According to the ATO, “gaining control” is the most powerful motivation for starting a self-managed super fund (SMSF).
More than 50 per cent of fund holders also believe their SMSF can outperform their previous institutional holding. For those looking for safety in retirement, it can be reason enough to delve into the activities of your retirement savings.
But what are the biggest SMSFs doing to make their investments work harder? And are the biggest funds in Australia outperforming those that haven’t nailed their strategies?
Investing in property with a SMSF
One of the biggest trends for SMSF holders is to borrow within their fund to acquire property. And it’s expected to rise, with the ATO recently clearing up some grey areas in regulation. Properties on multiple titles are now an option for SMSFs, and funds can now drawdown on a loan to buy. Also, many updates to property are now considered “repairs” and not “improvements”, which were previously banned under SMSF restrictions.
ATO statistics show that SMSFs have less than a quarter of their $58.9 billion direct property investments in residential property. This could be because fund trustees are looking for higher yields to service investment loans on geared properties. However, low volatility on residential property as well as long-term capital gains can also be attractive on residential property. An innovative strategy has been for couples to buy their future retirement homes within their SMSF for retirement savings, tax and lifestyle.
Keeping costs down
Those starting out in a SMSF may learn a lot from the way the high-asset funds are run. Last financial year, SMSFs with more $10 million were run at an average cost of 0.25 per cent of assets, while the $500,000 to $1 million funds cost around 0.67 per cent. On the other hand, those with less than $50,000 in assets were forking out 7 per cent and running at a loss. Stick to starting a SMSF with $200,000 or more and watch your administration fees. Well-run funds are wary of triggering capital gains tax as well as transaction costs through excessive trading.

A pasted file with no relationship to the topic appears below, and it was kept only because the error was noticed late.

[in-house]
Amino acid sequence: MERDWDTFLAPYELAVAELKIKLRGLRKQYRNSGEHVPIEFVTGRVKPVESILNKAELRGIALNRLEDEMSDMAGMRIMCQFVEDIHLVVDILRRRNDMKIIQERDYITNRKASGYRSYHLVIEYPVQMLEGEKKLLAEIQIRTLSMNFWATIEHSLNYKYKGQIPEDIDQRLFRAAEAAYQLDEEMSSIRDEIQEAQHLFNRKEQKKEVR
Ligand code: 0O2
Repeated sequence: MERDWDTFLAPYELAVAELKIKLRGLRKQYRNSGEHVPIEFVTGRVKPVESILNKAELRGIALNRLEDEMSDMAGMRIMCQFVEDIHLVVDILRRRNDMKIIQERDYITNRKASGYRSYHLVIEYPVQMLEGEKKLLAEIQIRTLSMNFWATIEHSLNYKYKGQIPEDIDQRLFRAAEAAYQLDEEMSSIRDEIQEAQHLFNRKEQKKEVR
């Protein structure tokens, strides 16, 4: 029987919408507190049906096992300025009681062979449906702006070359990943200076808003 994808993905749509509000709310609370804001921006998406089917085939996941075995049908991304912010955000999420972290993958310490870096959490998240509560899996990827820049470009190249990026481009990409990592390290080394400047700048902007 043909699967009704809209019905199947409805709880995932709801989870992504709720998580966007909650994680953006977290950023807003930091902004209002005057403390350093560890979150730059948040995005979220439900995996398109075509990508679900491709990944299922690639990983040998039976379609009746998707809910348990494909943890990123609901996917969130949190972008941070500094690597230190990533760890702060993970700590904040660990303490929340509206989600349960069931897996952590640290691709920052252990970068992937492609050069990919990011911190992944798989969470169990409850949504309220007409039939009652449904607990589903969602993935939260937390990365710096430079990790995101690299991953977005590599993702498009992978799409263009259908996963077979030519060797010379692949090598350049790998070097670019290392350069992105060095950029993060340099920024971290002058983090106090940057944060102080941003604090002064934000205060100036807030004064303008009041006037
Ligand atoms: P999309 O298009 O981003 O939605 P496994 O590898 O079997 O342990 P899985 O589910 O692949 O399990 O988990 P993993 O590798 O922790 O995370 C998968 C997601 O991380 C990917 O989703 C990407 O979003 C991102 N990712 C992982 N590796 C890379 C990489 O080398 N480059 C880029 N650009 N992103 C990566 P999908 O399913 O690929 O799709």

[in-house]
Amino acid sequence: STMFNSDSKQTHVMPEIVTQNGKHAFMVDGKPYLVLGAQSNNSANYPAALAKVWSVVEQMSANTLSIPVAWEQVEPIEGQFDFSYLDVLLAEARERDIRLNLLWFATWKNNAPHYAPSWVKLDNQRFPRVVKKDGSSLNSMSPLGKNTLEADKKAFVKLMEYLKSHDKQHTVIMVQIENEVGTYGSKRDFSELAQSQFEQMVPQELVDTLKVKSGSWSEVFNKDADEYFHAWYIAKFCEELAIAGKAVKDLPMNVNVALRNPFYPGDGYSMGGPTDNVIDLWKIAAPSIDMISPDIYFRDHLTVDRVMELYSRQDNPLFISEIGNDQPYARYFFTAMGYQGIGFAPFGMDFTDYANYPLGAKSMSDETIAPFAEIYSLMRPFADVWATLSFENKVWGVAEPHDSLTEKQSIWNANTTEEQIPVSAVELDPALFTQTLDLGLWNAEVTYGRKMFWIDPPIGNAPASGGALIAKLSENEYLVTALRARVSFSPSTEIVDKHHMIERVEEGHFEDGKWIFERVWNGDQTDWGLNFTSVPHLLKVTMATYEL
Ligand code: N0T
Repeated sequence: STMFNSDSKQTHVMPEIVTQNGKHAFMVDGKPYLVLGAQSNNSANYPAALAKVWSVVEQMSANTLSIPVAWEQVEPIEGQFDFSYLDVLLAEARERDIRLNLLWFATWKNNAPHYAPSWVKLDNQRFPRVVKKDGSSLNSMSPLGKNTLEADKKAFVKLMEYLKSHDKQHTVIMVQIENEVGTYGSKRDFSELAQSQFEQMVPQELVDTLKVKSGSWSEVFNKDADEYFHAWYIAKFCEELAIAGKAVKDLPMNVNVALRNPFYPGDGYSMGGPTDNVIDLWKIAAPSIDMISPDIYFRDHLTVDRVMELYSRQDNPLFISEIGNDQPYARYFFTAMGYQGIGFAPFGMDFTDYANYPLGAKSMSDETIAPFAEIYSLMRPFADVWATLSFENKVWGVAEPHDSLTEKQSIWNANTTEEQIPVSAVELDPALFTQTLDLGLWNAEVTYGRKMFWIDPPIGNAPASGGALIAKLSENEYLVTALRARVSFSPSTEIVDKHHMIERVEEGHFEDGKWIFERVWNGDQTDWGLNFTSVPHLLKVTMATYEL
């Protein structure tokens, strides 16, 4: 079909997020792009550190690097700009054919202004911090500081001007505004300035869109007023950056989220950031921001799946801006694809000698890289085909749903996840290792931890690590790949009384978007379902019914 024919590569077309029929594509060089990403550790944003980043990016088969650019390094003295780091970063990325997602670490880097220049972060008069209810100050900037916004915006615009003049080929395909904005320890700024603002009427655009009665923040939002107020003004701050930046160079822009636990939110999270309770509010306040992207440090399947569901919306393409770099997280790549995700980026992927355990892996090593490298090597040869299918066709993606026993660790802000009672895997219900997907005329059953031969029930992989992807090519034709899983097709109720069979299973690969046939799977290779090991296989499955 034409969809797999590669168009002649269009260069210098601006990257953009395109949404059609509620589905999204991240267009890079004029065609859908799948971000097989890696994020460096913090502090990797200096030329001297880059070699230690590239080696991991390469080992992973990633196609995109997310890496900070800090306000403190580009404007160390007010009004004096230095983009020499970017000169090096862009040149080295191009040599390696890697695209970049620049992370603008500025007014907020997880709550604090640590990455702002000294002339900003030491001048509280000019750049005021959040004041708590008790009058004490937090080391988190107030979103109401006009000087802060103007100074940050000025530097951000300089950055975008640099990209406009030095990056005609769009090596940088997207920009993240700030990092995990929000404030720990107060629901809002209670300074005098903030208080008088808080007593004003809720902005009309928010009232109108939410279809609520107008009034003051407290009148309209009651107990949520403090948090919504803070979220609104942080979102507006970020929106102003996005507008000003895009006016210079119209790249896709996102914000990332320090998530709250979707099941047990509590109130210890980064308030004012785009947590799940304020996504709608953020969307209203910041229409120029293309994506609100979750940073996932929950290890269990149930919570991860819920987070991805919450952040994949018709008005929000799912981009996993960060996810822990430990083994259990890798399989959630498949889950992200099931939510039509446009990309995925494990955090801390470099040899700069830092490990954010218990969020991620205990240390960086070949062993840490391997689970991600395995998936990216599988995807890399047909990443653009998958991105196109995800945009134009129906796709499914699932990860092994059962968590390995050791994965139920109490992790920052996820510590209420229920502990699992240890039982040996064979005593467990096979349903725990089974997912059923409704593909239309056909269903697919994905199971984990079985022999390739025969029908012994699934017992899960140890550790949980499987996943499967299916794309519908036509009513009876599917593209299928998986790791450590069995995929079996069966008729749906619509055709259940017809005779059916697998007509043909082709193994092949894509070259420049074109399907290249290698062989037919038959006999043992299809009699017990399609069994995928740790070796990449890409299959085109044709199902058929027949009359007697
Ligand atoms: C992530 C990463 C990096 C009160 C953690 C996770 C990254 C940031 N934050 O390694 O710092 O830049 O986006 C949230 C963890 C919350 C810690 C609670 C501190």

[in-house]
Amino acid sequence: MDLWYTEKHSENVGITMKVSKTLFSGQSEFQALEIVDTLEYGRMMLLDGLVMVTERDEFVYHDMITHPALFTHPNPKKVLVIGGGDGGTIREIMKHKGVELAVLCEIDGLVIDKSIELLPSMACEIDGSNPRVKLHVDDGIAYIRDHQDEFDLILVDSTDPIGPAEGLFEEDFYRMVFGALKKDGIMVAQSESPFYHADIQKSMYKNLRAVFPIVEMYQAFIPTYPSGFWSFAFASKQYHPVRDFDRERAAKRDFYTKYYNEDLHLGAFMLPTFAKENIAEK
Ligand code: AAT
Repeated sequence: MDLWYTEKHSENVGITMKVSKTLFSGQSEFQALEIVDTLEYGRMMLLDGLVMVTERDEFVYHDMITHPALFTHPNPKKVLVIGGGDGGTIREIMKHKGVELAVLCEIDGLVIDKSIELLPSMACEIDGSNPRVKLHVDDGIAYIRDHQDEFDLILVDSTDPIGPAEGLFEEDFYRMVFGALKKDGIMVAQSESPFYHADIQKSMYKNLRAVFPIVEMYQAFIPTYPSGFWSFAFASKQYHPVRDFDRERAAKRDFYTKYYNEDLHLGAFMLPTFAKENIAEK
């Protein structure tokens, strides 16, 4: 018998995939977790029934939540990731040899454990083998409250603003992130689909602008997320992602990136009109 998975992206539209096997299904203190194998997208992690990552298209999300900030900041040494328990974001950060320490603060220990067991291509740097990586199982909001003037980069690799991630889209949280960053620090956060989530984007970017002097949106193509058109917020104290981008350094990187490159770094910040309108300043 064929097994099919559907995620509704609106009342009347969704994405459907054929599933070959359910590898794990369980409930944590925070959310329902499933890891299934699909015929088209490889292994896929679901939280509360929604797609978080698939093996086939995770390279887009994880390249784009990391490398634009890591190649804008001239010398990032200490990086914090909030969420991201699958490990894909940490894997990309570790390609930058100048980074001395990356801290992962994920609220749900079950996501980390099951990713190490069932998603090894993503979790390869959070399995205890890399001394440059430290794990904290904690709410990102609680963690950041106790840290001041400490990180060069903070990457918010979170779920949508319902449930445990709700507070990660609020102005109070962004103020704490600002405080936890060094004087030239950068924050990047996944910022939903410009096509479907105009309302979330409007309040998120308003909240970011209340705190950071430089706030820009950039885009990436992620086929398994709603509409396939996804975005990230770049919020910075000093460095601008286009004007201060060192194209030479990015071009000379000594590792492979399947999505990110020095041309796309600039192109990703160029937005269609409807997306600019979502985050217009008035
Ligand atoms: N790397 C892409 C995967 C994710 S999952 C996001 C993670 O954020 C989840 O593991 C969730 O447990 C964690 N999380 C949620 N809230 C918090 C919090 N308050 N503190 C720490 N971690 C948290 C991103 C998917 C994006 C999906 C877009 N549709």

Those with the wealthiest funds typically ensure family members put in as much pre-tax contributions as possible. This includes anyone under 65 and anyone aged 65 to 69 still doing some paid work. From 2012/13, you can contribute $25,000 before tax plus $150,000 in after-tax contributions. This means funds with the maximum membership of four people can still receive up to $700,000 a year.
It’s the most basic of strategies, but the statistics may be surprising. In 2009/10, the smallest SMSFs had 38 per cent of their money in a single asset class compared with the 5 per cent reported from funds with $1 million to $2 million. One returned an average of negative 8.64 per cent, while the bigger funds kicked back 6.87 per cent.
You may need to investigate which strategy suits your SMSF phase. For example, for those not of pension age, it may be better to hold stocks for a year to receive 10 per cent discount on capital gains tax. Also, SMSFs in the accumulation phase receive half their franking credits on fully-franked shares, while members in pension phase collect full refunds. It may not pay to make all investment decisions on a tax basis, but it pays to be aware.
Currently, many baby boomers expect to retire with $400,000 in super half of what they think they will need. Whatever your superannuation and retirement goals are, it may be worth doing the sums to better secure your future. Looking for more ways to improve your retirement savings?